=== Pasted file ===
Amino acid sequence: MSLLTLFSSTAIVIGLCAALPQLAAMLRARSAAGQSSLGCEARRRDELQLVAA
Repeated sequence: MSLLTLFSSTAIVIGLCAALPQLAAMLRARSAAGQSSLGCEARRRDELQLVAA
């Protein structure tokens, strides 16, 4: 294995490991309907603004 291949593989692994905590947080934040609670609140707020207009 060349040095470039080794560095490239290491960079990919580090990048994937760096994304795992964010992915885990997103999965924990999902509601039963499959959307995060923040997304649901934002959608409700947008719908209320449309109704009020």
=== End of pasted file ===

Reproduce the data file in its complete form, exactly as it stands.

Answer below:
Amino acid sequence: MSLLTLFSSTAIVIGLCAALPQLAAMLRARSAAGQSSLGCEARRRDELQLVAA
Repeated sequence: MSLLTLFSSTAIVIGLCAALPQLAAMLRARSAAGQSSLGCEARRRDELQLVAA
């Protein structure tokens, strides 16, 4: 294995490991309907603004 291949593989692994905590947080934040609670609140707020207009 060349040095470039080794560095490239290491960079990919580090990048994937760096994304795992964010992915885990997103999965924990999902509601039963499959959307995060923040997304649901934002959608409700947008719908209320449309109704009020």